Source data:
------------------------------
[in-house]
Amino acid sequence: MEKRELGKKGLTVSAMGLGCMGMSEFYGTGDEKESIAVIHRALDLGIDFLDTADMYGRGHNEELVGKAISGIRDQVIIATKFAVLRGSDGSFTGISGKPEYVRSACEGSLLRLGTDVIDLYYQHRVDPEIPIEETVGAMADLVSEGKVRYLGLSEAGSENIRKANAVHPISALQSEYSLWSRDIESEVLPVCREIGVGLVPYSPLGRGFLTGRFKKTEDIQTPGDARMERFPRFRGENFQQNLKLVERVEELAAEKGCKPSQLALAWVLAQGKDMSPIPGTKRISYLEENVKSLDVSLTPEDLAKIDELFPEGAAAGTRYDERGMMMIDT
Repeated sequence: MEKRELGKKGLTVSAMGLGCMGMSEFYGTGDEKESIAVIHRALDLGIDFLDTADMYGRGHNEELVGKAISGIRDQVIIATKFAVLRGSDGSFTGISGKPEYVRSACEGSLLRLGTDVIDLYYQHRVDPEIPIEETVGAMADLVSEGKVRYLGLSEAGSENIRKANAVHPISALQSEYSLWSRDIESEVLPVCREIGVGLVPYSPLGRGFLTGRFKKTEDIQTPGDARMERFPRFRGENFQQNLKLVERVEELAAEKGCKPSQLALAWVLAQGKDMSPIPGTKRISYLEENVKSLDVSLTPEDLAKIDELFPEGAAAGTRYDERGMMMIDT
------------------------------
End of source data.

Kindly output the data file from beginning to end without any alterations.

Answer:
[in-house]
Amino acid sequence: MEKRELGKKGLTVSAMGLGCMGMSEFYGTGDEKESIAVIHRALDLGIDFLDTADMYGRGHNEELVGKAISGIRDQVIIATKFAVLRGSDGSFTGISGKPEYVRSACEGSLLRLGTDVIDLYYQHRVDPEIPIEETVGAMADLVSEGKVRYLGLSEAGSENIRKANAVHPISALQSEYSLWSRDIESEVLPVCREIGVGLVPYSPLGRGFLTGRFKKTEDIQTPGDARMERFPRFRGENFQQNLKLVERVEELAAEKGCKPSQLALAWVLAQGKDMSPIPGTKRISYLEENVKSLDVSLTPEDLAKIDELFPEGAAAGTRYDERGMMMIDT
Repeated sequence: MEKRELGKKGLTVSAMGLGCMGMSEFYGTGDEKESIAVIHRALDLGIDFLDTADMYGRGHNEELVGKAISGIRDQVIIATKFAVLRGSDGSFTGISGKPEYVRSACEGSLLRLGTDVIDLYYQHRVDPEIPIEETVGAMADLVSEGKVRYLGLSEAGSENIRKANAVHPISALQSEYSLWSRDIESEVLPVCREIGVGLVPYSPLGRGFLTGRFKKTEDIQTPGDARMERFPRFRGENFQQNLKLVERVEELAAEKGCKPSQLALAWVLAQGKDMSPIPGTKRISYLEENVKSLDVSLTPEDLAKIDELFPEGAAAGTRYDERGMMMIDT